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 Psalm : Chapter 139
13)  For you created my inmost being; you knit me together in my mother’s womb. 14)  I praise you because I am fearfully and wonderfully made; your works are wonderful, I know that full well. 15)  My frame was not hidden from you when I was made in the secret place, when I was woven together in the depths of the earth. 16)  Your eyes saw my unformed body; all the days ordained for me were written in your book before one of them came to be. 17)  How precious to me are your thoughts,[a] God! How vast is the sum of them! 18)  Were I to count them, they would outnumber the grains of sand— when I awake, I am still with you.

Book of the Month

Sammy Tippit told his fiancée, “I can’t promise we’ll be rich, but life won’t be boring.”
Sammy had no idea what an understatement that would become. Beginning in the bars of Baton Rouge and the nightclubs of Chicago, Tippit has shared the news of life-changing faith in Christ all over the world – including in the middle of a revolution in Romania, the aftermath of genocide in Rwanda, and war in Burundi and the Congo.
Sammy’s lifelong adventure has come at a great price. He’s been cursed, threatened, arrested, deported, and blacklisted. He’s also been personally broken, ravaged with illness, and devastated by grief.
Yet he continues to preach to in stadiums, in open fields, and via satellite technology to hundreds of thousands around the globe.  For all other books…

Family Life – 8
Sammy Tippit: We’re talking about family relationships and, in particular, the parent-child relationship. I was talking about how God really worked in my heart when Dave was just a small child. I said, “Oh God, how can I be the father to him that I’m supposed to be?” He showed me he is my role model. God our Father is our role model. I talked about how important that was.

One of the things I’ve learned as I’ve looked to God and just tried to meditate on who God is and how he deals with us as children… This just blows my mind. God as our Father has so many children. The body of Christ is so diverse. He has children in Uganda. He has children in China. He has children in America. His people are all over the world, yet he loves every one of us the same. Yet we’re so different. I mean, sometimes it’s just hard for me to get my mind around it.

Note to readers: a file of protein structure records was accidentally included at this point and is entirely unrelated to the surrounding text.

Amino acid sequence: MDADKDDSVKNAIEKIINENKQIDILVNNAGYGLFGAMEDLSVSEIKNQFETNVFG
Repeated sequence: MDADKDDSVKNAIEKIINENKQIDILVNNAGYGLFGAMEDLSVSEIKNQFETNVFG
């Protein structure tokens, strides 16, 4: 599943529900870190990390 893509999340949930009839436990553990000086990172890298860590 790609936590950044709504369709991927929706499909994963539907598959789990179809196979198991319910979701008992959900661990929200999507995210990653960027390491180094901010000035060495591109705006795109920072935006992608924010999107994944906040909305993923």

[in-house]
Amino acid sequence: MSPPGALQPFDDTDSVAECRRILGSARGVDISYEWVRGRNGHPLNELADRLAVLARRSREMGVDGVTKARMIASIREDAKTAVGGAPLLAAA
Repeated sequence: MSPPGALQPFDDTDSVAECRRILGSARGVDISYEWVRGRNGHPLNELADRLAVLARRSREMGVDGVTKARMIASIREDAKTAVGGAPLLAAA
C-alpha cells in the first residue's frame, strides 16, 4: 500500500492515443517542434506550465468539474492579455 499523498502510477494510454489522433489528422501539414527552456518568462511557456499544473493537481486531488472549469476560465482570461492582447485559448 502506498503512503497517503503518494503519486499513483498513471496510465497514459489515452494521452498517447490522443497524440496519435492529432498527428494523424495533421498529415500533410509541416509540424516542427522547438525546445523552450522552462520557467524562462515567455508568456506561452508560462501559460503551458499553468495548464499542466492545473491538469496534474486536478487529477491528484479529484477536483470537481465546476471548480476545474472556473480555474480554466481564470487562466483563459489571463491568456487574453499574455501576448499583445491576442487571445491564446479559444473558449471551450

In fact, there are some times in the Bible when you can’t get your mind around things. In the Bible, it says, “Trust in the Lord with all your heart, and lean not on your own understanding…” This is one of the things I have to just trust the Lord with, because… How in the world does God deal with so many people, so many issues, so much hurt, so much pain? Yet he does. He loves every one of us.
So as a Christian, as a follower of Jesus, I’ve learned that to be like Christ, I have to deal with people differently, particularly with my children, Dave and Renee. Renee is not here, but Dave is. Dave, it’s just mind-boggling for me how y’all came out of the same womb and y’all are so different from one another. You grew up in the same family, yet you’re so different in personality and the way you approach things. I want us to talk about that a little bit.
I know y’all have children from 9 years old to 14 years old. How do you deal with children who are at different stages and have different personalities, different character traits, different levels of spirituality…whatever it might be? Yet you have the same rules, the same household, the same disciplinary measures. How do you deal with that? That’s a big question, I know.
Dave Tippit: Yeah. I think you’re right. Everyone is different. We have to recognize that. There’s kind of a pressing example that I think is really analogous to parenting. Take what has happened in the medical community in the last couple of years. Lots of medicines have been enacted (penicillin and different things) and have helped people across the board to treat diseases, things that are wrong with them.
But in the last one or two decades or so, there has been this movement toward individualized medicine. They take your DNA. They see how you’re made up. They see what diseases you are most likely to have. They do preventative measures, or they attack those things they can to prevent those diseases from happening. It’s not an either-or approach; it’s a both-and approach.
There are certain things within the house, just like the medical community, that help to fix. If you get strep throat, you get an antibiotic, and it helps to knock that out. That’s for the general public. That’s a certain thing. So there are certain rules and things you have within your house. It’s the same with Scripture.
There are certain things that apply across all cultures, but then there are certain things that were meant for certain times and emphasized in certain times, principles God wanted to use to illustrate. I think that’s the same way you have to do things with your kids. Each one of them, as you said, is different. They’re at different stages in life. We’re at different stages.
We’re constantly changing, so to me, it’s not a formula. It’s not a science. It’s more of an art of just trusting in God and just realizing and recognizing what the foundational things are that we have to put in place in order for them to thrive, those boundaries we have to have. Then we have to realize what the things are that are flexible and what things are preventative things we can do to help push them in the direction they need to go.